Conclusions: Adults with diabetes have different needs for support during different phases of the disease. From a person-centred perspective it would be desirable to meet individual needs for self-management on peoples’ own terms through a technological service that could reach and connect to a large number of people. Healthcare practitioners need to address the knowledge needs of patients with type 2 diabetes and support them in developing self-management skills. Consistent with person-centred care, practitioners should also encourage patients’ abilities to mobilize their own personal strengths to maintain self-management.

  • 2.
    Gardsten, Cecilia
    et al.
    Kristianstad University, School of Health and Society, Avdelningen för Hälsovetenskap II. Kristianstad University, Research Platform for Collaboration for Health.
    Blomqvist, Kerstin
    Kristianstad University, School of Health and Society, Avdelningen för Hälsovetenskap I. Kristianstad University, Research Platform for Collaboration for Health.
    Larsson, Å.
    Region Skåne.
    Olsson, G.
    Region Skåne.
    Challenges in daily life with type 2 diabetes2013Conference paper (Other academic)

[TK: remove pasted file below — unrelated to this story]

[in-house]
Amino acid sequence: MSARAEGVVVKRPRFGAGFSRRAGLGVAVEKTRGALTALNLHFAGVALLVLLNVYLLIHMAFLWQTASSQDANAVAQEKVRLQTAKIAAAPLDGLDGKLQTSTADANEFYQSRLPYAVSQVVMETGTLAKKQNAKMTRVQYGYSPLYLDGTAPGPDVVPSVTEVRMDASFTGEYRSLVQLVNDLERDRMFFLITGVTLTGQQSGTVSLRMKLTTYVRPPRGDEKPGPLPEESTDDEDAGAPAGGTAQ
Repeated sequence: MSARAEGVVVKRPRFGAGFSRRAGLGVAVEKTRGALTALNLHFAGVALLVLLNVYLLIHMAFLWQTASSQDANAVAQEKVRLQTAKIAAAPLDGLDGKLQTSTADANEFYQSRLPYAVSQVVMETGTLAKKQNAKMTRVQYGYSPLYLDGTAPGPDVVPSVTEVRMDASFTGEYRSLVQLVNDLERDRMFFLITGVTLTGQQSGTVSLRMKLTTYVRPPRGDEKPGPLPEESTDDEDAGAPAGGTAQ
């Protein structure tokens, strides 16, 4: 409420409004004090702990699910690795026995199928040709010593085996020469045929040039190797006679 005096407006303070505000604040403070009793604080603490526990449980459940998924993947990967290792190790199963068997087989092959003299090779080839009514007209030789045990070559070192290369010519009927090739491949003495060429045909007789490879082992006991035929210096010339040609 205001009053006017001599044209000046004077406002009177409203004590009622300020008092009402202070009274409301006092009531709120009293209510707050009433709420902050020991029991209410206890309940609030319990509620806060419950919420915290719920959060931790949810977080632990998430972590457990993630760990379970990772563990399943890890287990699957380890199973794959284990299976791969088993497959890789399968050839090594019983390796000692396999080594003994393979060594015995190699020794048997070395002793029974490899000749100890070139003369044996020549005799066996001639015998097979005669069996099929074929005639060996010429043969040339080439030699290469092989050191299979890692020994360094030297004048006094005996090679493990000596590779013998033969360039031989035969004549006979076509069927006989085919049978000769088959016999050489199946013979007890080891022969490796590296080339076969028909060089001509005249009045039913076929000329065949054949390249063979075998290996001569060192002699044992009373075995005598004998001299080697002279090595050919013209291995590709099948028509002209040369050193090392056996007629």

• 3.
    Gardsten, Cecilia
    et al.
    Kristianstad University, School of Health and Society, Avdelningen för Hälsovetenskap II. Kristianstad University, Research Platform for Collaboration for Health.
    Blomqvist, Kerstin
    Kristianstad University, School of Health and Society, Avdelningen för Hälsovetenskap I. Kristianstad University, Research Platform for Collaboration for Health.
    Mörtberg, Christina
    Linneus University.
    Ethical considerations in Participatory Action Research (PAR)2014Conference paper (Other academic)
  • 4.
    Gardsten, Cecilia
    et al.
    Kristianstad University, Research Platform for Collaboration for Health. Kristianstad University, School of Health and Society, Avdelningen för Sjuksköterskeutbildningarna. Linnéuniversitetet.